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The Magic of Design Thinking

Fourth grader spearheads a CWA need, from conception to execution

by Joe Sparano, Lower and Middle School Technology Integration Specialist

Last fall, Nick Zosel-Johnson came to me with a story: fourth grader Max Tebrock ’27 thought the Lower School needed a bike rack. Although lots of students live close enough to commute on two wheels, there really wasn’t a place to park them during the school day. Max had originally proposed the idea as a third grader, including weekly visits to Nick’s office with reminders and sticky notes: “Don’t forget about the bike rack, Mr. Z-J!”

Max was right, and Nick asked if I could help the fourth graders design the bike rack together as a technology class project.

I loved the idea! Fundamentally, it’d be a graphic design project, a terrific process for practicing all kinds of communication and problem-solving skills: setting goals, brainstorming, sketching, prototyping, sharing and receiving feedback, and collaborating. Plus, we could organically embed technology tools as part of that process. Then the students’ work would eventually live outside their classrooms, bolted to the ground outside the Lower School building. I pitched the project to the fourth graders, and they loved the idea, too.

The purpose and magic of graphic design is its ability to communicate specific, meaningful ideas. So, the first step of our process was to decide on our communication goals. I asked the students, “When you think of Charles Wright Academy, what words come to mind? What ideas do you want others to know about your school? What makes CWA a special place?”

Students explored those questions on paper, listing words and sketching pictures. Together, they generated a really inspiring set of options: “friends, learning, outdoors, persistence, teamwork, kindness, athletics, community”—to name just a few.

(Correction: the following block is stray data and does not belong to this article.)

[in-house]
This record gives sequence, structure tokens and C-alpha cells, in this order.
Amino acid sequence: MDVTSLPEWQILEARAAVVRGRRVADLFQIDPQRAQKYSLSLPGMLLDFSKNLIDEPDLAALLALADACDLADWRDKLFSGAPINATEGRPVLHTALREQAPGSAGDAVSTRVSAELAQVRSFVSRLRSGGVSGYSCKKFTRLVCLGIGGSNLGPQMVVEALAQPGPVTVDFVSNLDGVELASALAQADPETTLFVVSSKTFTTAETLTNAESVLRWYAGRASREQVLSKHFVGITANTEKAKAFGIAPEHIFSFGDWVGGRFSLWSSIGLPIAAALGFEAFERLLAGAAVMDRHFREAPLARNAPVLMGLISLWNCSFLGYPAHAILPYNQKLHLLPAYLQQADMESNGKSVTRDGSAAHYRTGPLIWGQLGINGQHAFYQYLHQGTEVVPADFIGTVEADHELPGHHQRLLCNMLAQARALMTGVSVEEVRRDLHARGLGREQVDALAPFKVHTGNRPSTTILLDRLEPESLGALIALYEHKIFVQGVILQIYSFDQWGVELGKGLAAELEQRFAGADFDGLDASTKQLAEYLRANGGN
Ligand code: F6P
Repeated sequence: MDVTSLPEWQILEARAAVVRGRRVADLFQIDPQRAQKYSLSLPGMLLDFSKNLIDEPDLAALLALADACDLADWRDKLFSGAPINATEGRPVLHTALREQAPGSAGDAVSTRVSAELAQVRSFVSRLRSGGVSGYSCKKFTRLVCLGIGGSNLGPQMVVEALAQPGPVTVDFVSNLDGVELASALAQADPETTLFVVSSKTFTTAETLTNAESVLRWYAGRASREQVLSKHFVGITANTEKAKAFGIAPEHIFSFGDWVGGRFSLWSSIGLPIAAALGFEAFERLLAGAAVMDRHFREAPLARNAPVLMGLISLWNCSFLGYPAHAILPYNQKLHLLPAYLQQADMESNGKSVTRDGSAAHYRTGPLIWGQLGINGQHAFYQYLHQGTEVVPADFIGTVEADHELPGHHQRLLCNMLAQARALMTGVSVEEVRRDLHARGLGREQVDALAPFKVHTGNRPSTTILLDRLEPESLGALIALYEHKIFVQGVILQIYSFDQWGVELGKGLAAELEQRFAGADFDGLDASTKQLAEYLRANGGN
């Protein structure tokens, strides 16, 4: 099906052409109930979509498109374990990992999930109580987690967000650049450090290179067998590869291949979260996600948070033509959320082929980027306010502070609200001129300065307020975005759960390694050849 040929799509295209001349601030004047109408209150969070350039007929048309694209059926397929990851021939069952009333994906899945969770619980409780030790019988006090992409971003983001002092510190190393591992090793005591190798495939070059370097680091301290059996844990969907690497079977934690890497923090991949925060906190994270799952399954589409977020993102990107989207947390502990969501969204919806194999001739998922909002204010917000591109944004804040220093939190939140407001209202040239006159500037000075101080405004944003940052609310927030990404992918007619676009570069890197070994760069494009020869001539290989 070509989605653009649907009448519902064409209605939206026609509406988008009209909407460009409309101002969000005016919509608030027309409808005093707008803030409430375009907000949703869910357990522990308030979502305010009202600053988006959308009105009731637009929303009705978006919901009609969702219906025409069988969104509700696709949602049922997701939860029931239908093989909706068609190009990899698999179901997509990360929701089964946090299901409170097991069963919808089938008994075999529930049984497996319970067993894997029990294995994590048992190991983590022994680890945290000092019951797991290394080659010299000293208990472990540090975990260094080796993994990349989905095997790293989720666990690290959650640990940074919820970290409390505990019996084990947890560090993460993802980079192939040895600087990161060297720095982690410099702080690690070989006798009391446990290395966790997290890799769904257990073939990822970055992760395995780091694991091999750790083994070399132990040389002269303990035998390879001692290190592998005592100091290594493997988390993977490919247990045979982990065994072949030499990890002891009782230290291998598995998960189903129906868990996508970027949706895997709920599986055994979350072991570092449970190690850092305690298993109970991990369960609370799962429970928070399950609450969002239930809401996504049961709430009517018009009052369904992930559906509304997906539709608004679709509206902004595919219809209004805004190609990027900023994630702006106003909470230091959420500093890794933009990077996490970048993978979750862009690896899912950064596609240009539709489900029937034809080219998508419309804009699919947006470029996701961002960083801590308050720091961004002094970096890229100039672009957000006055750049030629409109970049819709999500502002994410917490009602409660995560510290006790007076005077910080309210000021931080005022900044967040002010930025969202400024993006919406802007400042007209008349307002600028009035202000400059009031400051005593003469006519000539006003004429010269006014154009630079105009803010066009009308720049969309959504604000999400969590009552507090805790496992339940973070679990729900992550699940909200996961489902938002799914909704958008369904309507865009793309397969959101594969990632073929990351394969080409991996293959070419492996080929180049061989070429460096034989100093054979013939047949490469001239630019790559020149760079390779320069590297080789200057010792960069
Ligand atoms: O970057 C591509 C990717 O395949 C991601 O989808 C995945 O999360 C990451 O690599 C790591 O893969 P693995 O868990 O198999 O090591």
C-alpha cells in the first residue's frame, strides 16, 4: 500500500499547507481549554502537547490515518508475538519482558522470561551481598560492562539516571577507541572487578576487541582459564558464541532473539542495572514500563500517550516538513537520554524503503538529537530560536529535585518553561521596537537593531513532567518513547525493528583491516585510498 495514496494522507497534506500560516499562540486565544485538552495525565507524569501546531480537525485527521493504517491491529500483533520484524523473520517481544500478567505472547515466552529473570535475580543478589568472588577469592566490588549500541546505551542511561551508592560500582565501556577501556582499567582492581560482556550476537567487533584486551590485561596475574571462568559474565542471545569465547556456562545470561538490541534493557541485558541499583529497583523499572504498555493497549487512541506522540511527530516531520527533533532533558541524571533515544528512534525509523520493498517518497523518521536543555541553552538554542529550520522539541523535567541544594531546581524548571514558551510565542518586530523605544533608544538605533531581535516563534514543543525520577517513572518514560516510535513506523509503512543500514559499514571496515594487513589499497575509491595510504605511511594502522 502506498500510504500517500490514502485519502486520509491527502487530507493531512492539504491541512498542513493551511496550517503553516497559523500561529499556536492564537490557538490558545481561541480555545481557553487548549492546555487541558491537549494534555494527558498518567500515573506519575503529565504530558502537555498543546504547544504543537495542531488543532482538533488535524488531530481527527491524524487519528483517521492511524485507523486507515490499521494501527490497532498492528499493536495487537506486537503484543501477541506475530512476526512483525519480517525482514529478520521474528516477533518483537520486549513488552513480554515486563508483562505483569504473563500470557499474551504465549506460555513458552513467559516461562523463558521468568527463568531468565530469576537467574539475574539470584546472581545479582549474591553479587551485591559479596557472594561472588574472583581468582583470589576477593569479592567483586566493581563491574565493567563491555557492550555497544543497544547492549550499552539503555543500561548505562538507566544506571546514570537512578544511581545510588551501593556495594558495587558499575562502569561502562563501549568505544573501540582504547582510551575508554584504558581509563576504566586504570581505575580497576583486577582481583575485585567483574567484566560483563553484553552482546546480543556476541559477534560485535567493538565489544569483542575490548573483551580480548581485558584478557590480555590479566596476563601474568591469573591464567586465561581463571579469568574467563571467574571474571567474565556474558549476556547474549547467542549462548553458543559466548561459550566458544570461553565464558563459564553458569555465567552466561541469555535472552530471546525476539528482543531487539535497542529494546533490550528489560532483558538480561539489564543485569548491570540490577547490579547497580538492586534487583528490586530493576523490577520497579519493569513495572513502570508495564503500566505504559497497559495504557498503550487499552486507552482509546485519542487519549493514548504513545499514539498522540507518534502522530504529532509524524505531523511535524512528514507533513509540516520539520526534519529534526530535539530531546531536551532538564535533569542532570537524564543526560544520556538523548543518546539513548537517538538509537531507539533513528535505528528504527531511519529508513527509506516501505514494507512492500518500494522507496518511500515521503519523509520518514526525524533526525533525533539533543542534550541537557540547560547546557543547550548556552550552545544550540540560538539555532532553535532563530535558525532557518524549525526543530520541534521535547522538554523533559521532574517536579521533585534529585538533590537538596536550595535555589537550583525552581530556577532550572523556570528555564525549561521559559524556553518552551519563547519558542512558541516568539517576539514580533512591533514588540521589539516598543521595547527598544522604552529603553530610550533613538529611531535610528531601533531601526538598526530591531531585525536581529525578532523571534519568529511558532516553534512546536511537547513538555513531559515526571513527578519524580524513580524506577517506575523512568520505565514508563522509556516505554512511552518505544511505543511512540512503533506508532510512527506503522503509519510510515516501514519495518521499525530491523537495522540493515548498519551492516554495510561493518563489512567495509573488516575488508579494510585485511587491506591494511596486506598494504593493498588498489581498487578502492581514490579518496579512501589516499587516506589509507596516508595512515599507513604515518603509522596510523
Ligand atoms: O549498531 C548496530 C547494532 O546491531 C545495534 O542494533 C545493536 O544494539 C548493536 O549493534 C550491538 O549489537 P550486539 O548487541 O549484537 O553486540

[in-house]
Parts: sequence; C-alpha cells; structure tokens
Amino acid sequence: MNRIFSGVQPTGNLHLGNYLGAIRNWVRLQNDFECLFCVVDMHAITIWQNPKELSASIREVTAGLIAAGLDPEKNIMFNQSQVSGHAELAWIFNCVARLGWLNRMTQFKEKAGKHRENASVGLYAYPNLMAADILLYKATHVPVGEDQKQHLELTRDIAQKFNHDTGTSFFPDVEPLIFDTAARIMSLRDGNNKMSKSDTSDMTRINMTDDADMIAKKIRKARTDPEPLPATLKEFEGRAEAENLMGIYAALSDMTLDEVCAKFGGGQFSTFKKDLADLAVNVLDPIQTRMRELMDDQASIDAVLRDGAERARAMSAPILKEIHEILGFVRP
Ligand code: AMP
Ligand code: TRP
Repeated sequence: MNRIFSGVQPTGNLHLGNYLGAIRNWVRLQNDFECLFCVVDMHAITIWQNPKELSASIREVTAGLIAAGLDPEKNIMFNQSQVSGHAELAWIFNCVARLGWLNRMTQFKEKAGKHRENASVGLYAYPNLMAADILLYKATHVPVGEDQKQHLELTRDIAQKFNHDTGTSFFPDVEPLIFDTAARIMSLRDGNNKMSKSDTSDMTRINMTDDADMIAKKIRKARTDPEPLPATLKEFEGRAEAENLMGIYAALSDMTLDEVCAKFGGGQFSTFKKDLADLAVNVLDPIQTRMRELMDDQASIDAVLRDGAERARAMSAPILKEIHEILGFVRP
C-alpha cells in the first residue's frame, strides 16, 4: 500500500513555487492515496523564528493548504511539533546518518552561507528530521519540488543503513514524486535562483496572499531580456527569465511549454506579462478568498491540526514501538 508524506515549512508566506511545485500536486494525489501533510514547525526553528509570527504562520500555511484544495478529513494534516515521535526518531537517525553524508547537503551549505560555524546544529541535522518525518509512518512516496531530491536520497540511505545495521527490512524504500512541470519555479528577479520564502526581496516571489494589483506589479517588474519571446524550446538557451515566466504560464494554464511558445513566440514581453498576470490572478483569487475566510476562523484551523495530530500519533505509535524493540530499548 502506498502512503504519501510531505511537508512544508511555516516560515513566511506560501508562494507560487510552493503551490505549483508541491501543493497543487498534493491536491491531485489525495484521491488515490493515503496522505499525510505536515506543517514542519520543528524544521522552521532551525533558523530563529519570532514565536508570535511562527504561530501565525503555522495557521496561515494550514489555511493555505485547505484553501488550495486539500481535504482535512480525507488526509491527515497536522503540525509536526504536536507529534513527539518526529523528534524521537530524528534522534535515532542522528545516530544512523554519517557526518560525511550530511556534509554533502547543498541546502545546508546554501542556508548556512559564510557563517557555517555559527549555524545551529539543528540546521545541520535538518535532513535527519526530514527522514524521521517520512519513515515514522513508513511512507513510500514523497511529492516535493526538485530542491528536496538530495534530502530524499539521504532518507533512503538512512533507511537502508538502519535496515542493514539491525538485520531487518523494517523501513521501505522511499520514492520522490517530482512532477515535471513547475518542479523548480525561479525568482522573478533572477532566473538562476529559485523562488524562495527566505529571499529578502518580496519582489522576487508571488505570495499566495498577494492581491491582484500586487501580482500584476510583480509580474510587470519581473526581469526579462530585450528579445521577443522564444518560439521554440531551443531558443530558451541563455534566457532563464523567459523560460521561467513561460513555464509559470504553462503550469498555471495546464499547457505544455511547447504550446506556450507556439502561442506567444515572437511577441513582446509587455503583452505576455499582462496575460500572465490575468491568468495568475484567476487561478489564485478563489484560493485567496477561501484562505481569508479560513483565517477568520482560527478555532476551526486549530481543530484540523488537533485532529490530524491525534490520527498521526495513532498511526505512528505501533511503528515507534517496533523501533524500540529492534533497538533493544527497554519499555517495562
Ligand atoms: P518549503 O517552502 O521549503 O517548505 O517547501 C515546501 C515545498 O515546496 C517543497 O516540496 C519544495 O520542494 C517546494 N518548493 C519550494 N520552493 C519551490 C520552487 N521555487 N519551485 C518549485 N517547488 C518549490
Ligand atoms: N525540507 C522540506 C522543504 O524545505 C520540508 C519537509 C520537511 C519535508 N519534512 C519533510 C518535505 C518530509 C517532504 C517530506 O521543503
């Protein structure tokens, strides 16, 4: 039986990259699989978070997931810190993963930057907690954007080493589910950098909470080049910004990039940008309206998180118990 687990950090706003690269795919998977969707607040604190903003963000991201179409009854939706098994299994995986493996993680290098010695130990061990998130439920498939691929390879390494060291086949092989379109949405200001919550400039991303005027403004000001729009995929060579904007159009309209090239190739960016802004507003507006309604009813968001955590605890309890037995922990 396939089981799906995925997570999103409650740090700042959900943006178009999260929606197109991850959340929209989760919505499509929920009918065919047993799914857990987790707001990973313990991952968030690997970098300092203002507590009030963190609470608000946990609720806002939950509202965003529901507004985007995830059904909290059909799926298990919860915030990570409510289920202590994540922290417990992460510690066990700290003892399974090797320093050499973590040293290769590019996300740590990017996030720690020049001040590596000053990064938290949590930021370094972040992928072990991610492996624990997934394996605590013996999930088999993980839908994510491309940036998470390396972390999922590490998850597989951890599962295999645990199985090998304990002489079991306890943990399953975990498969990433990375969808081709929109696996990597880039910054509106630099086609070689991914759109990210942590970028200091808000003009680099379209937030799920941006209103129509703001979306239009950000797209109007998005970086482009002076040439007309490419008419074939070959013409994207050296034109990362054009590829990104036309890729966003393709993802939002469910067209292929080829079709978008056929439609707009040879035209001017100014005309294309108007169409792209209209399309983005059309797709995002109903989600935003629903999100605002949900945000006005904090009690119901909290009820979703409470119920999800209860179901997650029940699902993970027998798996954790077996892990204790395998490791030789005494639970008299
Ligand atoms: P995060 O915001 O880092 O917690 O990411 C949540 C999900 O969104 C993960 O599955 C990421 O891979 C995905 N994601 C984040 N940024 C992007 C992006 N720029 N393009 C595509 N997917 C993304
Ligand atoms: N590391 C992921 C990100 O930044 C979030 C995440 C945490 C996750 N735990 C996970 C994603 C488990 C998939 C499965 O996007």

Next, students built a digital prototype, using Google Drawings to mock-up their favorite symbols inside a virtual bike rack. The goal was to visualize their ideas quickly and get feedback on how clearly and meaningfully their designs communicated. “What does this symbol mean to you? How well do those ideas represent CWA? Any suggestions for how I can improve?”

Based on that feedback, students chose one prototype to share with the class. They printed it, posted it on the wall, and the class voted for their favorites. The leading symbols were: the martlet (representing a love for learning), trees (the CWA campus), a campground (outdoor education), the Lower School bell (the CWA community), and a bicycle (which, to me, represents Max’s tireless journey toward making this bike rack a reality).

After the vote, I took those symbols into Adobe Illustrator, streamlined them into a cohesive set, and presented the revisions to the fourth graders for final approval. The students got to see the real-world, galvanized-steel implementation of their effort during a field trip to Specialty Metals, who fabricated our new bike rack beautifully.

The class voted on symbols they felt best represent CWA, which were translated into the artwork for the individual bike rack rings.

And here we are—after months of work, our shiny new bike rack is installed and ready to use! But it’s become much more than a place for parking bikes. It’s a testament to perseverance (a CWA institutional value that Max so genuinely embodies) and a permanent monument to the reasons why our school is a special place for the bike rack’s many designers. //

bike rack concept drawings
individual bike rack ring drawings
bike rack all rings together
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